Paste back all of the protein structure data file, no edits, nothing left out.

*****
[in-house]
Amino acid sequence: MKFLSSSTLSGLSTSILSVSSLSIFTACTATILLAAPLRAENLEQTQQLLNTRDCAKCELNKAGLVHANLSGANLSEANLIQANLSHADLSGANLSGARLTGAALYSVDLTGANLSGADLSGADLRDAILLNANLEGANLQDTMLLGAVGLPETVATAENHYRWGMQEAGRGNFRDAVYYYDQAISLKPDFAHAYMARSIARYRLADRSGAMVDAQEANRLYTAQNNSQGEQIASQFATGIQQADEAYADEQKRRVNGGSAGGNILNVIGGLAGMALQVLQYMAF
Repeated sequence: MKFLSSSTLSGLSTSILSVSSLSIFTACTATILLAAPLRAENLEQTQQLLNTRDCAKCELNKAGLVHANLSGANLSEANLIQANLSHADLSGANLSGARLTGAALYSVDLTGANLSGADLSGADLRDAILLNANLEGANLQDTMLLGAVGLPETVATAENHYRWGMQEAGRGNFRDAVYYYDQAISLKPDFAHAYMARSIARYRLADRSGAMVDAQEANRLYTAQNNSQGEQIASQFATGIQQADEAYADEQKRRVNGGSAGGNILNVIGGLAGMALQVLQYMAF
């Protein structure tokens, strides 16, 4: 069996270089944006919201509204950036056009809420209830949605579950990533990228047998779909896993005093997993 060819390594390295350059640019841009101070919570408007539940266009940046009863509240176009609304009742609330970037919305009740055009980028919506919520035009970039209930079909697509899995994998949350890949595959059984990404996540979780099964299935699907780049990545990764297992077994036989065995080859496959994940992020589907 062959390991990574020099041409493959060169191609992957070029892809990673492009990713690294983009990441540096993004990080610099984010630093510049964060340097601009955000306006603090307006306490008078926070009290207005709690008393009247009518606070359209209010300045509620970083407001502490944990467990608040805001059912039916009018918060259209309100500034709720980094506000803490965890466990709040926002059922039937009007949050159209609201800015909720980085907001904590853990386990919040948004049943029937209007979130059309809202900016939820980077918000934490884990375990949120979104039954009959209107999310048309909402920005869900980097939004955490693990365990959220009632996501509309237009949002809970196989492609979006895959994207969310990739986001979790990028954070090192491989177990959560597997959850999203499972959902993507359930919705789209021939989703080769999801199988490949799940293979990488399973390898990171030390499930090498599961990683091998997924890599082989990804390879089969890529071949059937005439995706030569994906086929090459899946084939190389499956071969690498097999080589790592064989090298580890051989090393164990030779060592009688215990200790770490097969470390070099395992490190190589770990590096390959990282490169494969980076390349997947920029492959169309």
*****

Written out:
[in-house]
Amino acid sequence: MKFLSSSTLSGLSTSILSVSSLSIFTACTATILLAAPLRAENLEQTQQLLNTRDCAKCELNKAGLVHANLSGANLSEANLIQANLSHADLSGANLSGARLTGAALYSVDLTGANLSGADLSGADLRDAILLNANLEGANLQDTMLLGAVGLPETVATAENHYRWGMQEAGRGNFRDAVYYYDQAISLKPDFAHAYMARSIARYRLADRSGAMVDAQEANRLYTAQNNSQGEQIASQFATGIQQADEAYADEQKRRVNGGSAGGNILNVIGGLAGMALQVLQYMAF
Repeated sequence: MKFLSSSTLSGLSTSILSVSSLSIFTACTATILLAAPLRAENLEQTQQLLNTRDCAKCELNKAGLVHANLSGANLSEANLIQANLSHADLSGANLSGARLTGAALYSVDLTGANLSGADLSGADLRDAILLNANLEGANLQDTMLLGAVGLPETVATAENHYRWGMQEAGRGNFRDAVYYYDQAISLKPDFAHAYMARSIARYRLADRSGAMVDAQEANRLYTAQNNSQGEQIASQFATGIQQADEAYADEQKRRVNGGSAGGNILNVIGGLAGMALQVLQYMAF
């Protein structure tokens, strides 16, 4: 069996270089944006919201509204950036056009809420209830949605579950990533990228047998779909896993005093997993 060819390594390295350059640019841009101070919570408007539940266009940046009863509240176009609304009742609330970037919305009740055009980028919506919520035009970039209930079909697509899995994998949350890949595959059984990404996540979780099964299935699907780049990545990764297992077994036989065995080859496959994940992020589907 062959390991990574020099041409493959060169191609992957070029892809990673492009990713690294983009990441540096993004990080610099984010630093510049964060340097601009955000306006603090307006306490008078926070009290207005709690008393009247009518606070359209209010300045509620970083407001502490944990467990608040805001059912039916009018918060259209309100500034709720980094506000803490965890466990709040926002059922039937009007949050159209609201800015909720980085907001904590853990386990919040948004049943029937209007979130059309809202900016939820980077918000934490884990375990949120979104039954009959209107999310048309909402920005869900980097939004955490693990365990959220009632996501509309237009949002809970196989492609979006895959994207969310990739986001979790990028954070090192491989177990959560597997959850999203499972959902993507359930919705789209021939989703080769999801199988490949799940293979990488399973390898990171030390499930090498599961990683091998997924890599082989990804390879089969890529071949059937005439995706030569994906086929090459899946084939190389499956071969690498097999080589790592064989090298580890051989090393164990030779060592009688215990200790770490097969470390070099395992490190190589770990590096390959990282490169494969980076390349997947920029492959169309």